A Kickboxing, Bloodthirsty Bella Guards her Newborn as Fans Drink Up the Final “Twilight” Movie
Immortality becomes Bella. After moping and mewing throughout the first four film adaptations of Stephenie Meyer’s “Twilight” paranormal romance series (Little, Brown), the heroine takes charge in The Twilight Saga: Breaking Dawn‒Part 2.
Kristen Stewart comes to life—so to speak—in this film, whether she is on the hunt for fresh animal blood or taking down a man twice her size. The actress invigorates the series with her performance as one of the undead.
Now that Bella has turned into a vampire—a transformation completed at the conclusion of Breaking Dawn‒Part 1—she fends for herself. She is no longer as reliant on Edward Cullen (Robert Pattinson) and his large family to protect her from werewolves, avenging vampires, and other threats.
Bella may not be Katniss Everdeen, but she’s no slouch, either. She’s a team player and a force to be reckoned with. The physicality in the fight scenes reveals a loosened-up Stewart, a change for the better. Now, Bella appears more at home arm wrestling, kickboxing, or defending her loved ones than she does staring longingly at Edward. This new boost of confidence assuages one of the chief complaints of both the “Twilight” books and movies: that she has been too passive, too willing to transform herself in order to get a guy—in this case a 110-year-old vampire.
The film begins two days after Bella has given birth to a half-mortal, half-vampire baby, Renesmee (yes, the name’s a mouthful). While adjusting to motherhood, Bella takes her own baby steps getting used to her recent incarnation as a “newborn”—a greenhorn vampire. We see her new instincts in action as she embarks on her first hunt, attacks a mountain lion, and tries to control her thirst for blood as she gets used to her inhuman strength.
The greatest danger Bella and her brethren face is the draconian (some might say fascist) Volturi, the policing body of vampires who fiercely guard vampires’ anonymity in order to keep humans ignorant of their existence.
They have heard a rumor that Renesmee is an “immortal,” a chaos-creating, unrestrained child blood sucker. Renesmee, however, is no such thing; she’s just an obedient daughter who grows by leaps and bounds by the week. Trying to protect her, Edward’s coven seeks out allies around the world—Egypt, Russia, Ireland—to avouch that his daughter with Bella poses no threat, and to ward off an otherwise certain death sentence for Renesmee and her entire clan.
Luckily for viewers, Volturi has no luck. The film climaxes with a bloodthirsty battle more violent than the norm for the series, let alone the book, with heads flying off left and right. But this mayhem won’t discourage fans from cheering (or gasping, in the case of one particular fatality).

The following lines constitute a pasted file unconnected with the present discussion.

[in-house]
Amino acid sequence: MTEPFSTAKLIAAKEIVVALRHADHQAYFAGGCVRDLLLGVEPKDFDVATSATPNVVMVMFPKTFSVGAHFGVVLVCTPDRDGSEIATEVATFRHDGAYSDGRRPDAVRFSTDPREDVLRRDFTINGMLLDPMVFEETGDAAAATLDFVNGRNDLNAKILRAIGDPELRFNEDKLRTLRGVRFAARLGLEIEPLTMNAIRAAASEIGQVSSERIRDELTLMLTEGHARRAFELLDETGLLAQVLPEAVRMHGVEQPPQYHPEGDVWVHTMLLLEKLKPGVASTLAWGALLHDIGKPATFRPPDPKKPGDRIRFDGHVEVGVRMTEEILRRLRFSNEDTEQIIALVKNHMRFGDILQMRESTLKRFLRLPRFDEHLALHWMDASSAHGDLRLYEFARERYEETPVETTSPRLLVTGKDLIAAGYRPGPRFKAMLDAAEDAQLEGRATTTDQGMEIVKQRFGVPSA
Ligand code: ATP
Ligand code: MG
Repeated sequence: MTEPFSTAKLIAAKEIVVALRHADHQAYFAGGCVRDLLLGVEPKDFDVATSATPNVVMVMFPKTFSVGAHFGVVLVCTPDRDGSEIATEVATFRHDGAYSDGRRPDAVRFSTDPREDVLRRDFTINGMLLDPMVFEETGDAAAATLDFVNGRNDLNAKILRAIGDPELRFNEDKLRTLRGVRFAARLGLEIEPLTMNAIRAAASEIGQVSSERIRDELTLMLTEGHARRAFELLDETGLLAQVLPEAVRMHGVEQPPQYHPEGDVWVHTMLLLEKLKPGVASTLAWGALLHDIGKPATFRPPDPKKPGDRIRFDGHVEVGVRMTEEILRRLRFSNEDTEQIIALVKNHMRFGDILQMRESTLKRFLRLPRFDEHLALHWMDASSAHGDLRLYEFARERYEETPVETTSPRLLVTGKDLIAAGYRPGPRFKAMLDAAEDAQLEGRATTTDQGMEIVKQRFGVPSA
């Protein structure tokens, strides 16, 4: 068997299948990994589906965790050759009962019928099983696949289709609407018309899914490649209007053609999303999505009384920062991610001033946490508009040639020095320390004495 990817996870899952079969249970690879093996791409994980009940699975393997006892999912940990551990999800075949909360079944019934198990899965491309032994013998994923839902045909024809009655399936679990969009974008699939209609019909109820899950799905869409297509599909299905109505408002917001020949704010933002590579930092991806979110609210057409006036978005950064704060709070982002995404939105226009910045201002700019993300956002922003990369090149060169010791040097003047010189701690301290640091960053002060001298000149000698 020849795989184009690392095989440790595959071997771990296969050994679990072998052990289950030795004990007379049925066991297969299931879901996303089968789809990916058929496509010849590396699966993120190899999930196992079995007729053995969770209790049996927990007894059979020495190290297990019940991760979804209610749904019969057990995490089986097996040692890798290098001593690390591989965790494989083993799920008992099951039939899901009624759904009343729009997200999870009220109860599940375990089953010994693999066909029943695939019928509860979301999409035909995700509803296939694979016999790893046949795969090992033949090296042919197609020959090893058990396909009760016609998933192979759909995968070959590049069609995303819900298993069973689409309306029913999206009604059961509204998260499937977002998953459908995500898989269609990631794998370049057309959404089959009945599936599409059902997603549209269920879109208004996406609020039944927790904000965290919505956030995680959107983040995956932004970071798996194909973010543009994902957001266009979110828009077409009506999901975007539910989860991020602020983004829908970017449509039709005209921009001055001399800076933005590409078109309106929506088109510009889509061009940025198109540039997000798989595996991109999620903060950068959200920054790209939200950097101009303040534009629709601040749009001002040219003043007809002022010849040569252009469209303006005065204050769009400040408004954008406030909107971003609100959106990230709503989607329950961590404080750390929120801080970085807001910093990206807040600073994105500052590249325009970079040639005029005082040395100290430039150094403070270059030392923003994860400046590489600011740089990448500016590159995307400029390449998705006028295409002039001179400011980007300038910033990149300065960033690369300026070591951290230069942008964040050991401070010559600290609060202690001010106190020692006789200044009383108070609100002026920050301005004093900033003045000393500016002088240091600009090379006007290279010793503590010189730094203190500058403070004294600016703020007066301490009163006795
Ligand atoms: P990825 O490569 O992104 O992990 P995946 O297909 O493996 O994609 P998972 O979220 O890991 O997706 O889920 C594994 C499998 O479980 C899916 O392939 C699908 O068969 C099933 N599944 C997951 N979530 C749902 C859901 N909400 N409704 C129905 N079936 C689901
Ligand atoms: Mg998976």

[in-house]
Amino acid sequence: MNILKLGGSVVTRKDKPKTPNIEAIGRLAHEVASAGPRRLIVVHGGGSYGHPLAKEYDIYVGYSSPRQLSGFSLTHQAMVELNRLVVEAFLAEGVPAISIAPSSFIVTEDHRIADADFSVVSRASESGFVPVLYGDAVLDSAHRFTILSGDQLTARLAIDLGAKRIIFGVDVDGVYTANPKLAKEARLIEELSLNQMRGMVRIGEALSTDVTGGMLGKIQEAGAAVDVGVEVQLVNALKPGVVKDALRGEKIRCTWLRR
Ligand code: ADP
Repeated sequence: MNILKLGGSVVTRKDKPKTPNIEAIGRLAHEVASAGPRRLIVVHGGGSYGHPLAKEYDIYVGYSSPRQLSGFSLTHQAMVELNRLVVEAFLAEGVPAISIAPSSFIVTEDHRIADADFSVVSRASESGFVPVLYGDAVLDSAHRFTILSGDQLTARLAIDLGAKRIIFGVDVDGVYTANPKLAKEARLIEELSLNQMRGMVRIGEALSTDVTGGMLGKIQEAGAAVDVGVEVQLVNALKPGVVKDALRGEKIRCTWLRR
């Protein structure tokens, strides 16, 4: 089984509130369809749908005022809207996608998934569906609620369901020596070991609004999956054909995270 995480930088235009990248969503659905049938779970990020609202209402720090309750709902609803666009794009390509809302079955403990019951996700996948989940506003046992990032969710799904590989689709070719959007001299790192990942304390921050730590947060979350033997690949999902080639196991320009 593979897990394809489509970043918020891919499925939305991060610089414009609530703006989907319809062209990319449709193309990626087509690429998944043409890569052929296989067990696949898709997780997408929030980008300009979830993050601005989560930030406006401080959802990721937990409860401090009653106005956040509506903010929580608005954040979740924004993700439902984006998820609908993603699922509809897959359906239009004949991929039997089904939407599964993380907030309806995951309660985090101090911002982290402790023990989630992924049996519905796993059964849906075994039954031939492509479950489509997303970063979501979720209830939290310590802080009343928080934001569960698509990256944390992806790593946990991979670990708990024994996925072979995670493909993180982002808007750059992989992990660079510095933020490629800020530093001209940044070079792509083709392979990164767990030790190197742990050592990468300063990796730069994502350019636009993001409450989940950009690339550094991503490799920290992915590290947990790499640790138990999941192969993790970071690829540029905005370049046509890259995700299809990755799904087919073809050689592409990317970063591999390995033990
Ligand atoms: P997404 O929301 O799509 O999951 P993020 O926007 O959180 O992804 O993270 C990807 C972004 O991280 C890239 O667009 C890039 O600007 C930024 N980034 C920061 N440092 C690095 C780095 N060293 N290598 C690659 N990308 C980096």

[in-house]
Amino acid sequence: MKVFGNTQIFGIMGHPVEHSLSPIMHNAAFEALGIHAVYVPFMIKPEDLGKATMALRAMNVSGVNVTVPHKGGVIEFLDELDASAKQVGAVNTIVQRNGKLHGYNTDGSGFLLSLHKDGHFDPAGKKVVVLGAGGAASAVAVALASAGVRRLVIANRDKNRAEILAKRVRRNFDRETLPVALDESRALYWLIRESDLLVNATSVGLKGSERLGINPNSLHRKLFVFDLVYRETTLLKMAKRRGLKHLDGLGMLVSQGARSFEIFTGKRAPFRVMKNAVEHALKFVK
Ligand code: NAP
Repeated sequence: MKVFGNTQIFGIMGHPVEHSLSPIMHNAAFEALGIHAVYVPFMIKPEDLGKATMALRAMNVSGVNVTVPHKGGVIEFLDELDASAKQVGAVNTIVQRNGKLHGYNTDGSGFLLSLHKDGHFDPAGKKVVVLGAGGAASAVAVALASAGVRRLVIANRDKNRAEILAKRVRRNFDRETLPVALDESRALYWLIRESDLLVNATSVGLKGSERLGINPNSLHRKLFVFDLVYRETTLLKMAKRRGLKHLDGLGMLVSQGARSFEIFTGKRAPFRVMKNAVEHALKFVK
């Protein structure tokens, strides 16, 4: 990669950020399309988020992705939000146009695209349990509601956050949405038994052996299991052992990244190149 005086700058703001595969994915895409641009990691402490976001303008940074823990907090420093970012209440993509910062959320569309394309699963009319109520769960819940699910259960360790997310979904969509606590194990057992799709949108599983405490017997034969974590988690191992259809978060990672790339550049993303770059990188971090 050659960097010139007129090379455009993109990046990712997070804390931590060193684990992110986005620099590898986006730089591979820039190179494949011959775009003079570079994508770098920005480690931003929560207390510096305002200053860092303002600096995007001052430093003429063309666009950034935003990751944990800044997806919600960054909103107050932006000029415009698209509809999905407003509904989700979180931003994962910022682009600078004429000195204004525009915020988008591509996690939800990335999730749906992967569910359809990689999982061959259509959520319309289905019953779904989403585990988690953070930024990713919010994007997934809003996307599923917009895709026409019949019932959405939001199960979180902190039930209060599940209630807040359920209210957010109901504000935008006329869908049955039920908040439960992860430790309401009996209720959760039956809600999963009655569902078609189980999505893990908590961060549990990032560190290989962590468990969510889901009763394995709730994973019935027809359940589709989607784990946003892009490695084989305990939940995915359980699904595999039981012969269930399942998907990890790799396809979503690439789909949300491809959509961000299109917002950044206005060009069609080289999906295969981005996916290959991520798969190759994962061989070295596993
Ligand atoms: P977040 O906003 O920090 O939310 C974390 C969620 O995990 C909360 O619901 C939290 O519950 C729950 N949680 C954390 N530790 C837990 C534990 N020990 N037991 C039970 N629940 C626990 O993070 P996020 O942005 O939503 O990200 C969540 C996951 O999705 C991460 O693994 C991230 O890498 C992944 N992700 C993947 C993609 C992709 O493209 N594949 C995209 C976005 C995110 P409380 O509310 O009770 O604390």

In fact, the long fight sequence will win over those who felt the movie’s storyline was too sappy or saggy—for instance, when the pace slows down mid-film before the final showdown, which takes place high up in a snowy wilderness. Director Bill Condon cuts from one confrontation to another in a battle that involves more than two dozen characters. Even though almost everyone is chicly dressed in black, it’s always clear who’s who, and the pace stays brisk without shifting into overdrive. The concluding chapter in the film quintet captures the excitement of Eclipse, the third, and best, “Twilight” adaptation up until now, which also foregoes dialogue for action.
The decision to accentuate action over character pays off since the dialogue is still wooden and the acting veers further into campy terrain than in the previous installments. As the head of Volturi, Michael Sheen gleefully hams it up, combining Mike Meyer’s Dr. Evil from Austin Powers: International Man of Mystery with some of Dudley Moore’s braying lunacy in Arthur. In addition, two Slavic vampires speak with such thick Eastern European accents that even Bela Lugosi would advise them to tone it down.
But no one goes to these movies for the acting. The series has its own internal crucifix to ward off detractors: fans who bring the backstory and vision from Meyer’s books to these films that only suggest Bella’s internal dialogue, which drives the books’ narrative. As a reward to these followers, the finale concludes with a roll call of all the characters from the earlier films—for just one more glimpse in the darkness, before the lights come back up.
Directed by Bill Condon
Rated PG-13 (bed sheets are crumpled; heads roll everywhere)